Here's some advice: Become a CEO.
The CEOs of 15 top U.S. and European banks got an average raise of 12 percent last year, pushing their average pay up to $12.8 million, according to research by Equilar, an executive compensation data firm. The Financial Times first asked Equilar for the information and published the results on Monday.
In a lot of ways, it's the same old post-recession story: CEO pay up, corporate profits hit all-time high, wages as a share of the economy reach record low.
Many have had enough, and shareholders at some big banks earlier this year expressed displeasure at such high levels of executive pay. In April, Citigroup's shareholders voted against Citigroup's executive compensation plan in an advisory vote. Days later, 27 percent of Barclays' shareholders voted against Barclays' executive compensation plan.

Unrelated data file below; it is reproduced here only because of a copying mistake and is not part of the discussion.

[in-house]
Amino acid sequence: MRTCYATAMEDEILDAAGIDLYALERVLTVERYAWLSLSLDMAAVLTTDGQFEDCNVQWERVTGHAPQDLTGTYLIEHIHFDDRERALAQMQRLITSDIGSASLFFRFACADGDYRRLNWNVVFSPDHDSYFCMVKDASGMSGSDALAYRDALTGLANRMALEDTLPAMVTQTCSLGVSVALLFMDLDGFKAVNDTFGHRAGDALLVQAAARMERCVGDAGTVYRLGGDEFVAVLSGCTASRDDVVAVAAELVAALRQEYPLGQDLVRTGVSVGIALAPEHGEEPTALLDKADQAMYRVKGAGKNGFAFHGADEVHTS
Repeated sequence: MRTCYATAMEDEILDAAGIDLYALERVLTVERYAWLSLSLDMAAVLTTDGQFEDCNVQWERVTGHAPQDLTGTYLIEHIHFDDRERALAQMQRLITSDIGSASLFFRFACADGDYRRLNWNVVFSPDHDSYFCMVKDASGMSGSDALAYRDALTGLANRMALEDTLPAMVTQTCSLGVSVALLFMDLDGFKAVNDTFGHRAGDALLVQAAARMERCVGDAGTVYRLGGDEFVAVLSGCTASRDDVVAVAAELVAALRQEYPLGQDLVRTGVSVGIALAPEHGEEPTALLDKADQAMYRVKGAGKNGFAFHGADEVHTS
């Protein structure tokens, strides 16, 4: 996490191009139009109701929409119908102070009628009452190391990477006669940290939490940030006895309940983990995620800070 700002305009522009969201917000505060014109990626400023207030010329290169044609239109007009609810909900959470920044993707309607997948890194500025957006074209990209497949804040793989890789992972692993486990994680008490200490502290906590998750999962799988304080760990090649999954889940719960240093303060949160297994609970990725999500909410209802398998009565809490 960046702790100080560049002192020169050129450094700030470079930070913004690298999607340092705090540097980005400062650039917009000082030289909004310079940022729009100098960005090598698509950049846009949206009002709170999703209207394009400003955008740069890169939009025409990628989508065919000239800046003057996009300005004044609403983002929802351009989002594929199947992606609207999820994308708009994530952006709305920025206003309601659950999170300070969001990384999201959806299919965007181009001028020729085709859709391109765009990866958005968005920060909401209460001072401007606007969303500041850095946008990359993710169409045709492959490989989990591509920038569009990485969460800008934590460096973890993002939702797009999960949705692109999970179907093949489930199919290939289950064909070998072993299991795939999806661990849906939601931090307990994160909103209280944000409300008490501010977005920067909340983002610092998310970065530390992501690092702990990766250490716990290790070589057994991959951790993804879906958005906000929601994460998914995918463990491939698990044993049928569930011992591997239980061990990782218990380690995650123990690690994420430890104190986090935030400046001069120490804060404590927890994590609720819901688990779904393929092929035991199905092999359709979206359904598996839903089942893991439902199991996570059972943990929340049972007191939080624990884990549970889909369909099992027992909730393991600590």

Equilar says Brian Moynihan, chief executive of Bank of America, received the largest pay raise out of all examined CEOs. His pay package jumped to $7.5 million last year from $1.2 million the year before, or 513 percent. Really, Citigroup CEO Vikram Pandit's pay rose the most last year, to $14.9 million from $1 in 2010, but Equilar classified that bump as "N/A."
Two big bank CEOs that outlasted the financial crisis continue to do fine for themselves too. JPMorgan Chase CEO Jamie Dimon got an 11 percent pay raise, less than the average, but good enough to make him the highest-paid bank CEO. Goldman Sachs CEO Lloyd Blankfein received a 14 percent pay raise, coming in at $16.2 million.
Actually, the only U.S. big bank CEO whose pay fell was the Australian James Gorman, CEO of Morgan Stanley.